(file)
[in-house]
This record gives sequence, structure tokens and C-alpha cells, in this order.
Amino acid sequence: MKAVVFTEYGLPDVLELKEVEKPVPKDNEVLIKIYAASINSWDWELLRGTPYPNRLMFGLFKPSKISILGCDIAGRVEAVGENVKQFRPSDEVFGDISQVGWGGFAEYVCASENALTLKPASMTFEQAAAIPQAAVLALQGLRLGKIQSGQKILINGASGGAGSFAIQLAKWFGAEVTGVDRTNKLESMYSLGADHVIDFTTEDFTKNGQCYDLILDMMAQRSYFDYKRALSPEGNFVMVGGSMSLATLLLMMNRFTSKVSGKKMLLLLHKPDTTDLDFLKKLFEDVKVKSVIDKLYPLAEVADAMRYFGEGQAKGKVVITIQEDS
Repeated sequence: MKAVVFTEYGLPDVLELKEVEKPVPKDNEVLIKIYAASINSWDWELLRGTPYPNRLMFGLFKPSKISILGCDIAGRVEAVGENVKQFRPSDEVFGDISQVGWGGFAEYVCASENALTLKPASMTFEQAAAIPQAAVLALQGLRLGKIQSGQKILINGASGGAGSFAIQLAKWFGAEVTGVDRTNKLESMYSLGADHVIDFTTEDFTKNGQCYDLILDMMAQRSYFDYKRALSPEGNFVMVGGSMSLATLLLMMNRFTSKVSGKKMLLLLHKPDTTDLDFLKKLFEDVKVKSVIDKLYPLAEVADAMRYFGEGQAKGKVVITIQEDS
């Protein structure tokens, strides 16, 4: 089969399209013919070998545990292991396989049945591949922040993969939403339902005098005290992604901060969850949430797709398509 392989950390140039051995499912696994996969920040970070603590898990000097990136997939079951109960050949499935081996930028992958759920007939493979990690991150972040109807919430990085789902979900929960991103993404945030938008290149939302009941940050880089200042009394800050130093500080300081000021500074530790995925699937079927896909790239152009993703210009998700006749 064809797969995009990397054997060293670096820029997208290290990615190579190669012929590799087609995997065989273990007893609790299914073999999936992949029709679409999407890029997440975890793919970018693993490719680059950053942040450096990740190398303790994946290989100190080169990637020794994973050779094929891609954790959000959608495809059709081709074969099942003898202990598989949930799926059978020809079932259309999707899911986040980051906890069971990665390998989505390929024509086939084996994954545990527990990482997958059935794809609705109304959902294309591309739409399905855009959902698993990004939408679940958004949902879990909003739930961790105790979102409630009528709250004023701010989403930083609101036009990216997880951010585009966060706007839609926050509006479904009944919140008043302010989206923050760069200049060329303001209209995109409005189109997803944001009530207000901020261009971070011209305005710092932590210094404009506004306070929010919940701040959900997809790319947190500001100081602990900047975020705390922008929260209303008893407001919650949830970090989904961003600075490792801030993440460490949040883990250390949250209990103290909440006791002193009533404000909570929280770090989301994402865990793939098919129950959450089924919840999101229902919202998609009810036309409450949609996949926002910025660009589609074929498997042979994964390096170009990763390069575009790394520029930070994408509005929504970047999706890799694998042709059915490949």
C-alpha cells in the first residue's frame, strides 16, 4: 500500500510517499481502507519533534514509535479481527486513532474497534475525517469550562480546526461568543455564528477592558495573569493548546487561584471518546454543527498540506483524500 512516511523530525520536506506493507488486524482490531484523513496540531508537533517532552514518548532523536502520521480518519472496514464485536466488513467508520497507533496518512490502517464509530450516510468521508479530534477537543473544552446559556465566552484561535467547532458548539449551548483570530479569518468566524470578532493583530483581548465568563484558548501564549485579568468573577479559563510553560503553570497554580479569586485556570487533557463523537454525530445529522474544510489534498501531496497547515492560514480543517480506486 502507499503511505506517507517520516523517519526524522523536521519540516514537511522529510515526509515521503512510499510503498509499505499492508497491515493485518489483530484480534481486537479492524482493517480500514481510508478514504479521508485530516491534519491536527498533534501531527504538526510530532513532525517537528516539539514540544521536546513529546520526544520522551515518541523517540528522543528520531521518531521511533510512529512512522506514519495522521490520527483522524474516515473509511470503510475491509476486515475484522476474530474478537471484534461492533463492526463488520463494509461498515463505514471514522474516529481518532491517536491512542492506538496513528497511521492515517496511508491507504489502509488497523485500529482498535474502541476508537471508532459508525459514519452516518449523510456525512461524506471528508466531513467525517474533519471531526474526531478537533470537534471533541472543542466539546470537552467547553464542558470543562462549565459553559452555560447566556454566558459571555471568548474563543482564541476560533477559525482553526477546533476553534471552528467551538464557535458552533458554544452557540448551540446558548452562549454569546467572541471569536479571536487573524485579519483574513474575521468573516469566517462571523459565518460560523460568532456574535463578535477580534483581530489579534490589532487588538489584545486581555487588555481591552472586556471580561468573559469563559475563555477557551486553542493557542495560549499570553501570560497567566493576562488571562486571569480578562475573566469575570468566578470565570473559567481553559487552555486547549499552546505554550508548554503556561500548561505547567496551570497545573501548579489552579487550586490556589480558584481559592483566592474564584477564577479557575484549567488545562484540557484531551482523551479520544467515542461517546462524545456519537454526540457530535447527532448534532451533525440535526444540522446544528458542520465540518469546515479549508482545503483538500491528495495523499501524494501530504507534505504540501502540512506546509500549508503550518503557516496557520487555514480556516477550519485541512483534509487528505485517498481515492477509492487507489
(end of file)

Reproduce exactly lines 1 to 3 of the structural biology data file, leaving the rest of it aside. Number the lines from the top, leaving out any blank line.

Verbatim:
[in-house]
This record gives sequence, structure tokens and C-alpha cells, in this order.
Amino acid sequence: MKAVVFTEYGLPDVLELKEVEKPVPKDNEVLIKIYAASINSWDWELLRGTPYPNRLMFGLFKPSKISILGCDIAGRVEAVGENVKQFRPSDEVFGDISQVGWGGFAEYVCASENALTLKPASMTFEQAAAIPQAAVLALQGLRLGKIQSGQKILINGASGGAGSFAIQLAKWFGAEVTGVDRTNKLESMYSLGADHVIDFTTEDFTKNGQCYDLILDMMAQRSYFDYKRALSPEGNFVMVGGSMSLATLLLMMNRFTSKVSGKKMLLLLHKPDTTDLDFLKKLFEDVKVKSVIDKLYPLAEVADAMRYFGEGQAKGKVVITIQEDS